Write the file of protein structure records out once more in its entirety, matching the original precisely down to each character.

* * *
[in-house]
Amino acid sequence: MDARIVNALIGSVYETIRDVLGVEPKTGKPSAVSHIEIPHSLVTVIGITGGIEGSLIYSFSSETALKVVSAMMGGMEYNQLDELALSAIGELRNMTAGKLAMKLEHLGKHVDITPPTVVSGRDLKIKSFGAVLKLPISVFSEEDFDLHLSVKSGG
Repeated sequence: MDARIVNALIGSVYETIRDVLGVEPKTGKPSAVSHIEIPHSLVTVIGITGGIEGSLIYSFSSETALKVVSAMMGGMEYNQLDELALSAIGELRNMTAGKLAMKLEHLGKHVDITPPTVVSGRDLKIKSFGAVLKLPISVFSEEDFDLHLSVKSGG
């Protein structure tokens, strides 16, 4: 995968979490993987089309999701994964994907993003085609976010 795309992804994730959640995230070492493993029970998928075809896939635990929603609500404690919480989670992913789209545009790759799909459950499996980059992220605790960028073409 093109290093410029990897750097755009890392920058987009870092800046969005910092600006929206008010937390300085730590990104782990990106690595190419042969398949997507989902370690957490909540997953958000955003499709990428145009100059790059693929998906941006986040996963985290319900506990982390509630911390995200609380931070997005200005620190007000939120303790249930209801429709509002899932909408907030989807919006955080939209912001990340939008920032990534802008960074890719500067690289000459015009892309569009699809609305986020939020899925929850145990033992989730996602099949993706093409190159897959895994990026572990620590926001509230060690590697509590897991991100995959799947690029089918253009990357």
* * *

[in-house]
Amino acid sequence: MDARIVNALIGSVYETIRDVLGVEPKTGKPSAVSHIEIPHSLVTVIGITGGIEGSLIYSFSSETALKVVSAMMGGMEYNQLDELALSAIGELRNMTAGKLAMKLEHLGKHVDITPPTVVSGRDLKIKSFGAVLKLPISVFSEEDFDLHLSVKSGG
Repeated sequence: MDARIVNALIGSVYETIRDVLGVEPKTGKPSAVSHIEIPHSLVTVIGITGGIEGSLIYSFSSETALKVVSAMMGGMEYNQLDELALSAIGELRNMTAGKLAMKLEHLGKHVDITPPTVVSGRDLKIKSFGAVLKLPISVFSEEDFDLHLSVKSGG
């Protein structure tokens, strides 16, 4: 995968979490993987089309999701994964994907993003085609976010 795309992804994730959640995230070492493993029970998928075809896939635990929603609500404690919480989670992913789209545009790759799909459950499996980059992220605790960028073409 093109290093410029990897750097755009890392920058987009870092800046969005910092600006929206008010937390300085730590990104782990990106690595190419042969398949997507989902370690957490909540997953958000955003499709990428145009100059790059693929998906941006986040996963985290319900506990982390509630911390995200609380931070997005200005620190007000939120303790249930209801429709509002899932909408907030989807919006955080939209912001990340939008920032990534802008960074890719500067690289000459015009892309569009699809609305986020939020899925929850145990033992989730996602099949993706093409190159897959895994990026572990620590926001509230060690590697509590897991991100995959799947690029089918253009990357």